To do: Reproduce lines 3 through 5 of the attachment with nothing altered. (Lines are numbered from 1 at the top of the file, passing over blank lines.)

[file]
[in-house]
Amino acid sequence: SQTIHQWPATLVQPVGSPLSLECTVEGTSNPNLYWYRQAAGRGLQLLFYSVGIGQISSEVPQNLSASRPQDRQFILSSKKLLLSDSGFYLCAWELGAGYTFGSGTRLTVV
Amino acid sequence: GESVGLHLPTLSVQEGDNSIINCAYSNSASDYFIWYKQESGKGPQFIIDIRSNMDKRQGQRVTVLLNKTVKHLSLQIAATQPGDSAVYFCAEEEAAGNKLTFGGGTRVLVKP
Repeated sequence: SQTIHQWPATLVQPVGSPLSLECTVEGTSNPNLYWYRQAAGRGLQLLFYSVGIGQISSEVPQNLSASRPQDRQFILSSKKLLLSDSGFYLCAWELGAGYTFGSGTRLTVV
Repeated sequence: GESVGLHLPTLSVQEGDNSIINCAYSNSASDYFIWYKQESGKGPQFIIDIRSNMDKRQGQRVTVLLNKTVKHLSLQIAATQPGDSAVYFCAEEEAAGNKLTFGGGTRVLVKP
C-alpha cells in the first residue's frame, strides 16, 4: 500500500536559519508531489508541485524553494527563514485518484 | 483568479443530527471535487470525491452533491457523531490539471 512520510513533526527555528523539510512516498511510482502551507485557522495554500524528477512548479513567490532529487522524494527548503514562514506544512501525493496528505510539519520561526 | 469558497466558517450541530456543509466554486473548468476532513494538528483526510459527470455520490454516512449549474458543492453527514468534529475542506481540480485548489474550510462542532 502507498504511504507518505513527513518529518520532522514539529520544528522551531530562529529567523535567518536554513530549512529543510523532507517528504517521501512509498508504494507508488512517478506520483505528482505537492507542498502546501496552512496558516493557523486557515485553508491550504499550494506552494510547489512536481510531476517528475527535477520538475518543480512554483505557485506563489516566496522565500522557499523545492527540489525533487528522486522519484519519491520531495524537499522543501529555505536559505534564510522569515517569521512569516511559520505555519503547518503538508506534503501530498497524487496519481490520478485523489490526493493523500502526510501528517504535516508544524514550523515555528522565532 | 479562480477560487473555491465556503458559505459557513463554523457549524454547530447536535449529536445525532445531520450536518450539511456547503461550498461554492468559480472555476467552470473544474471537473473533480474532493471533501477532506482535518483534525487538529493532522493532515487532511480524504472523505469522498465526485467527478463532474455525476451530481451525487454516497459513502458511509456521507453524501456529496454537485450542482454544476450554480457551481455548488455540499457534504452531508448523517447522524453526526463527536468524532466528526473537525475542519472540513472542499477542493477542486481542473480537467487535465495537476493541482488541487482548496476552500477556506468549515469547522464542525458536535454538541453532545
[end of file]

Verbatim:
Amino acid sequence: GESVGLHLPTLSVQEGDNSIINCAYSNSASDYFIWYKQESGKGPQFIIDIRSNMDKRQGQRVTVLLNKTVKHLSLQIAATQPGDSAVYFCAEEEAAGNKLTFGGGTRVLVKP
Repeated sequence: SQTIHQWPATLVQPVGSPLSLECTVEGTSNPNLYWYRQAAGRGLQLLFYSVGIGQISSEVPQNLSASRPQDRQFILSSKKLLLSDSGFYLCAWELGAGYTFGSGTRLTVV
Repeated sequence: GESVGLHLPTLSVQEGDNSIINCAYSNSASDYFIWYKQESGKGPQFIIDIRSNMDKRQGQRVTVLLNKTVKHLSLQIAATQPGDSAVYFCAEEEAAGNKLTFGGGTRVLVKP